SRINAGAR: A third-year Kashmiri MBBS student tried to end his life after International Medical College suspended him for six months over a minor altercation during a football match.
Unable to come to terms with the decision, he tried to hang from the ceiling fan in his room. However, fellow students broke open the door and rushed him to the hospital.
“There was a football match a month ago. A Kashmiri student had a minor altercation with a local Bengali student. It became a major issue and the college set up a committee to probe the matter. Without giving us a chance to present our case, they suspended a Kashmir student for six months. For the next months, he would not allow to attend classes, write exams or attend labs. It meant that his degree would be delayed which means cost escalation,” a student told The Kashmir Monitor over the phone.
This led to a massive agitation with students blocking the gates of the college. “Some local political workers came and threatened us. But we stood our ground. Finally, the suspension was revoked,” he said.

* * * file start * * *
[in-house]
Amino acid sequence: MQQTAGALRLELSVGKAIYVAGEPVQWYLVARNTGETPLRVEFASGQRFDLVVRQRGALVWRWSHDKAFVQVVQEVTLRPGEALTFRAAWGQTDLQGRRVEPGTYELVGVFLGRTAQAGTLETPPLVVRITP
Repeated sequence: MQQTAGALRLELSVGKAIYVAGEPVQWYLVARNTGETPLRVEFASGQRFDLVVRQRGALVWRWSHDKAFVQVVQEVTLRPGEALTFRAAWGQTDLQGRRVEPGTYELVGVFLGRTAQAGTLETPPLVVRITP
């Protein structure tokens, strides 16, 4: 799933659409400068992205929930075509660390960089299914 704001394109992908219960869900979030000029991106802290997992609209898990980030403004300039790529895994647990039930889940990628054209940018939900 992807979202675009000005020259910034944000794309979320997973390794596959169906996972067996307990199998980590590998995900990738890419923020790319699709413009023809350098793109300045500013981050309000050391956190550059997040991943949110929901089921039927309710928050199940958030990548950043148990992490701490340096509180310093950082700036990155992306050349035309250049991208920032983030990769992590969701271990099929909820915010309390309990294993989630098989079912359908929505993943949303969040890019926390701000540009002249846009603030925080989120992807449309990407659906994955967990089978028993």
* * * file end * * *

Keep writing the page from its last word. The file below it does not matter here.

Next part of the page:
This is just the tip of the iceberg. Hundreds of Kashmiri students are suffering from depression and anxiety following the discriminatory policies of local medical colleges.
For the last few years, the number of Kashmir students has swelled to more than 3000. This has not gone down well with the local community leaders. Though Kashmir students are academically brilliant and pay a huge fee, locals have developed heartburn resulting in discrimination.
“Most of the Kashmiri students are academically sound. College faculties are locals of Bangladesh and they try their best to promote their own men. As a result, Kashmiris face problems. Since most of the students come from a middle-class background, they realize the pain of their parents who might have exhausted savings to pay for the fee. A small mistake will crash their dreams. Resultantly, most of the students are reeling under depression and anxiety,” said another student.
Jammu and Kashmir Students Association (JKSA) spokesman Nasir Khuhami said they are writing to External Affairs Minister S Jaishanker and Lieutenant Governor Manoj Sinha for immediate intervention.
“It is a serious issue. People are attempting suicide. Students are suffering from depression, anxiety, and stress. We will write to External Affairs Minister S Jaishanker and Lieutenant Governor Manoj Sinha and seek their intervention to save the future of our students in Bangladesh,” he said.